Feedsacks

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One of the programs Mom always wanted to do for the Cuesta Doll & Study Club was on feedsacks, their history and use as fabrics by frugal homemakers of the 1930s and 1940s.  I’m sitting here next to an old cardboard box labeled “Quilt Pieces for January Program”, getting myself ready to present that Feedsack program to both my doll clubs in the next month or so.

For me, part of the charm of feedsacks has long been because my Grandad Buffington (Mom’s step-dad who helped raise her) was a salesman for Capital Feed and Seed in Phoenix, Arizona.  I didn’t know until very recently that after starting out as a salesman, Grandad Buffington ended up buying Capital Feed and Seed outright.  Mom and Aunt Betty have shared stories about picking out their favorite prints and finding enough of the same bag to make dresses from…quite a challenge sometimes!

As well as the box full of quilt pieces and 1930s fabrics (including lots of yo-yos and cardboard piecing templates), I am fortunate to own a number of beautiful quilts made by my precious mother-in-law, Lois Carriker, during the Depression years and given to me before her death.  I also have the baby quilt she made for Grant and the one Mom made for me, each containing feedsack fabrics.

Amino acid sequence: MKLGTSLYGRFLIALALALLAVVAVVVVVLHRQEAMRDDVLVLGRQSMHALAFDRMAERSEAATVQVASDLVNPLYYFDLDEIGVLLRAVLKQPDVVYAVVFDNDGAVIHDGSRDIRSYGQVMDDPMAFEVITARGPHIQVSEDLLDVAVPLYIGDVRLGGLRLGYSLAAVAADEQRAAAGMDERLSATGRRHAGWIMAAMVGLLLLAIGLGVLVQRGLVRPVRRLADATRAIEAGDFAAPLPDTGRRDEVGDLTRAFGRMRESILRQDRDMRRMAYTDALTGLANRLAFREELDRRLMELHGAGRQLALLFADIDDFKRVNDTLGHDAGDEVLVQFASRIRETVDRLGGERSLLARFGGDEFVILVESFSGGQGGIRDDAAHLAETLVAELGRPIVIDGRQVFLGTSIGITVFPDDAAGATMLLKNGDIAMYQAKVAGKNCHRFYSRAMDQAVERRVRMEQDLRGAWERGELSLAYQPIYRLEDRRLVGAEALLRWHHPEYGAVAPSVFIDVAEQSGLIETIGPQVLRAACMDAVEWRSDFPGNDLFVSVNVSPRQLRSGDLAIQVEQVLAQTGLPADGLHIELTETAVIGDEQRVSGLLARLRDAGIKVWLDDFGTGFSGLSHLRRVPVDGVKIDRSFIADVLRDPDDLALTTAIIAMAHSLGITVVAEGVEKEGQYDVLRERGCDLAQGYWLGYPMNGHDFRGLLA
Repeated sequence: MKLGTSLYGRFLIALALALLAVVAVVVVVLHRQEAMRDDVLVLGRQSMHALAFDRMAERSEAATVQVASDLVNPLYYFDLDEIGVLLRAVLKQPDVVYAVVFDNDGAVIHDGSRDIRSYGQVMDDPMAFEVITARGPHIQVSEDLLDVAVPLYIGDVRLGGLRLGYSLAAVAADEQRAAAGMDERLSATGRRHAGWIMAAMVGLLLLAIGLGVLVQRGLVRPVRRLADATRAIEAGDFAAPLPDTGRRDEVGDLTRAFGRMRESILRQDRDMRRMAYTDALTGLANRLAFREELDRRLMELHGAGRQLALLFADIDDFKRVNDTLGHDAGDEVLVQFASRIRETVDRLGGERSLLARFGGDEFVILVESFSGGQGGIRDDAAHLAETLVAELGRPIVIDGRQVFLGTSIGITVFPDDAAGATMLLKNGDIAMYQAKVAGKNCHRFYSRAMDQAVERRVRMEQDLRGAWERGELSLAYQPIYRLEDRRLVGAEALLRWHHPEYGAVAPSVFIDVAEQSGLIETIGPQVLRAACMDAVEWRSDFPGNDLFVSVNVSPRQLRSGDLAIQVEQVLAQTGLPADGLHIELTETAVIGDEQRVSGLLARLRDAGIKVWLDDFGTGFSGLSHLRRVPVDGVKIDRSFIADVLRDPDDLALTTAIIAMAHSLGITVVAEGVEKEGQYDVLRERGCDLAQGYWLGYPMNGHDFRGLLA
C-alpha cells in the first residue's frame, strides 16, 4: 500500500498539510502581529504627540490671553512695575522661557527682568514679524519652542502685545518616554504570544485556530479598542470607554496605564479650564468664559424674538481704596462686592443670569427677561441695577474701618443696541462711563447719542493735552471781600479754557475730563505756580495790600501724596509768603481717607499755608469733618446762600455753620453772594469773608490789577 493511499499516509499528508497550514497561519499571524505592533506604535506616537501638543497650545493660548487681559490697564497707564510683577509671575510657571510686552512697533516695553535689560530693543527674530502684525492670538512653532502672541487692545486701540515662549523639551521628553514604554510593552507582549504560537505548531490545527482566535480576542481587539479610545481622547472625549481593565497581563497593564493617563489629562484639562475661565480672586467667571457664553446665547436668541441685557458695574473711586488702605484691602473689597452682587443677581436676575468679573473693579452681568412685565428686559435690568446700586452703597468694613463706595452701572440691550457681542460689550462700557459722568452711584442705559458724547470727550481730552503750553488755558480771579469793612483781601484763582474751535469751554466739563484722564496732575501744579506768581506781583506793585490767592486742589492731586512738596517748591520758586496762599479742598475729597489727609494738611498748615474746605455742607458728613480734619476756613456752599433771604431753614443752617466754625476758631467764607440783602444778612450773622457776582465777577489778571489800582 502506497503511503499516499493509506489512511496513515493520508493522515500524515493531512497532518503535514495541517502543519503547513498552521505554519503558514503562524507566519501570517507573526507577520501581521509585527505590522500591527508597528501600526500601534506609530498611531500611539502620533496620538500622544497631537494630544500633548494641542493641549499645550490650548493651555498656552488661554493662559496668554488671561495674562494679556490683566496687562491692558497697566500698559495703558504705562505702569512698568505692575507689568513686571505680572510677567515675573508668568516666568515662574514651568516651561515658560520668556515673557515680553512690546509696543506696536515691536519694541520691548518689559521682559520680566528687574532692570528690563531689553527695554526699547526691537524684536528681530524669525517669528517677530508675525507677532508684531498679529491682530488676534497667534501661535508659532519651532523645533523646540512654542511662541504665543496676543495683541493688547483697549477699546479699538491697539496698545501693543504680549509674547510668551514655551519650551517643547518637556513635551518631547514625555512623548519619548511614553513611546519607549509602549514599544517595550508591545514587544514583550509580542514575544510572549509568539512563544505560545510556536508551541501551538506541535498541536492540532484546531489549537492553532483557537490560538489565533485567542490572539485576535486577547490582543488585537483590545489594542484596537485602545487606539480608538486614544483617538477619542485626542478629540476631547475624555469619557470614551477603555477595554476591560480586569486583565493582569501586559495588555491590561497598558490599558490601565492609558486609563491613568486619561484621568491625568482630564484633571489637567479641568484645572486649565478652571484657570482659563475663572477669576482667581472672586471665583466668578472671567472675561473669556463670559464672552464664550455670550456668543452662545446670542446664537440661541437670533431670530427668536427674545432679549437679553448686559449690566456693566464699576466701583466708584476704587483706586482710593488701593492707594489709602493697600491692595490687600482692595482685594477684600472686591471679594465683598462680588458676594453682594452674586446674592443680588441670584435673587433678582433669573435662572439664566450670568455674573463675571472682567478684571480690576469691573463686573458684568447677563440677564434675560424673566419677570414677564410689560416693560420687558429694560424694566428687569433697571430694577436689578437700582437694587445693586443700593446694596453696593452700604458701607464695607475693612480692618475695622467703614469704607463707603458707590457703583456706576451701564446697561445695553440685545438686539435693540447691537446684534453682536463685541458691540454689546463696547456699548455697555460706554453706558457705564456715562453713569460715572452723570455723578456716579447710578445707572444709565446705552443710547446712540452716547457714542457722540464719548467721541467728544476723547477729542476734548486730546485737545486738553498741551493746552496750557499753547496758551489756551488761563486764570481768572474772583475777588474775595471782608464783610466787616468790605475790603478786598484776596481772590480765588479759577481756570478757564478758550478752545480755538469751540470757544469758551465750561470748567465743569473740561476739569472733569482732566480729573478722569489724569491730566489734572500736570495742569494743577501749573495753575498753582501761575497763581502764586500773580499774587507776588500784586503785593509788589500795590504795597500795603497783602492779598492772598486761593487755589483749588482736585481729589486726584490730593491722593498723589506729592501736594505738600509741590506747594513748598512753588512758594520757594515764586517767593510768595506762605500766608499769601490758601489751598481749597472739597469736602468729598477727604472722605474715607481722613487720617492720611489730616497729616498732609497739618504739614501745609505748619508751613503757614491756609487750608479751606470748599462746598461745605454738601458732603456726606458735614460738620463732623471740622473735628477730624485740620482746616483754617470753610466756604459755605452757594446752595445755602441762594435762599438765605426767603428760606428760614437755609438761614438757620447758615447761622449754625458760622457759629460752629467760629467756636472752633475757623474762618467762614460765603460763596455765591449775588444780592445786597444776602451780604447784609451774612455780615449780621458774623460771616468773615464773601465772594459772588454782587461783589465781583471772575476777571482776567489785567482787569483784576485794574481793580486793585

Today is a “hunting and gathering” day for me.  I will be looking through boxes of old family photographs for feedsack clothing (I know there is a lot), as well as heading back to Storage to pull quilts out of my cedar chest.  And if the thought of my cedar chest full of nearly-antique family quilts living in rented storage gives you pause, rest assured that it does me, too, but there is no space for it here.  I’ve tried.

Somewhere between here and Mom and Dad’s is a wonderful book called  Vintage Feed Sacks:  Fabric from the Farm that I hope to re-discover and use.  Just in case I don’t, however, I’ve ordered Feedsack Secrets from Amazon Prime, and it will be here in a couple of days.

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Yo-yos and pieced strips from feedsack fabrics I found in Mom’s box.

Some Fairy Folk